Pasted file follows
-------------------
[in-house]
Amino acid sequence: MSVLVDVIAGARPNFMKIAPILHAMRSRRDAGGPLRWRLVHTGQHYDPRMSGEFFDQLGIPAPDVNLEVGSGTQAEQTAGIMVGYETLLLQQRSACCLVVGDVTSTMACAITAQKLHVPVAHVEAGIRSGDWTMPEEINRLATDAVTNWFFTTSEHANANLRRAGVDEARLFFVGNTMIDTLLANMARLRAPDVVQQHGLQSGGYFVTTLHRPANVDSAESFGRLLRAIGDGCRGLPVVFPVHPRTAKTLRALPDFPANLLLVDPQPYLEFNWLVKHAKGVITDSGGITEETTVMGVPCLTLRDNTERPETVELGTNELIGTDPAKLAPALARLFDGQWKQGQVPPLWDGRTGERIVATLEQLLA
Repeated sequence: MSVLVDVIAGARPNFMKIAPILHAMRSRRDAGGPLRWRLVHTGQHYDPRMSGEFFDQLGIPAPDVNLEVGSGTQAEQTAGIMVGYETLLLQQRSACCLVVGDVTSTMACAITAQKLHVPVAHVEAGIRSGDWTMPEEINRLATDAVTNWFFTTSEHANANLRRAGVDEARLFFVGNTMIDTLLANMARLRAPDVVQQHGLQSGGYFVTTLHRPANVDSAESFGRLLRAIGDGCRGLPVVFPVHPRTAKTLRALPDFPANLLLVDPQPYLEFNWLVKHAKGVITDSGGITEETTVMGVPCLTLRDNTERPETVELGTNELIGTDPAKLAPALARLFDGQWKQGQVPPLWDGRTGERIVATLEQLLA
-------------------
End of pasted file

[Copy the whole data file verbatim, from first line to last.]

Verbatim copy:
[in-house]
Amino acid sequence: MSVLVDVIAGARPNFMKIAPILHAMRSRRDAGGPLRWRLVHTGQHYDPRMSGEFFDQLGIPAPDVNLEVGSGTQAEQTAGIMVGYETLLLQQRSACCLVVGDVTSTMACAITAQKLHVPVAHVEAGIRSGDWTMPEEINRLATDAVTNWFFTTSEHANANLRRAGVDEARLFFVGNTMIDTLLANMARLRAPDVVQQHGLQSGGYFVTTLHRPANVDSAESFGRLLRAIGDGCRGLPVVFPVHPRTAKTLRALPDFPANLLLVDPQPYLEFNWLVKHAKGVITDSGGITEETTVMGVPCLTLRDNTERPETVELGTNELIGTDPAKLAPALARLFDGQWKQGQVPPLWDGRTGERIVATLEQLLA
Repeated sequence: MSVLVDVIAGARPNFMKIAPILHAMRSRRDAGGPLRWRLVHTGQHYDPRMSGEFFDQLGIPAPDVNLEVGSGTQAEQTAGIMVGYETLLLQQRSACCLVVGDVTSTMACAITAQKLHVPVAHVEAGIRSGDWTMPEEINRLATDAVTNWFFTTSEHANANLRRAGVDEARLFFVGNTMIDTLLANMARLRAPDVVQQHGLQSGGYFVTTLHRPANVDSAESFGRLLRAIGDGCRGLPVVFPVHPRTAKTLRALPDFPANLLLVDPQPYLEFNWLVKHAKGVITDSGGITEETTVMGVPCLTLRDNTERPETVELGTNELIGTDPAKLAPALARLFDGQWKQGQVPPLWDGRTGERIVATLEQLLA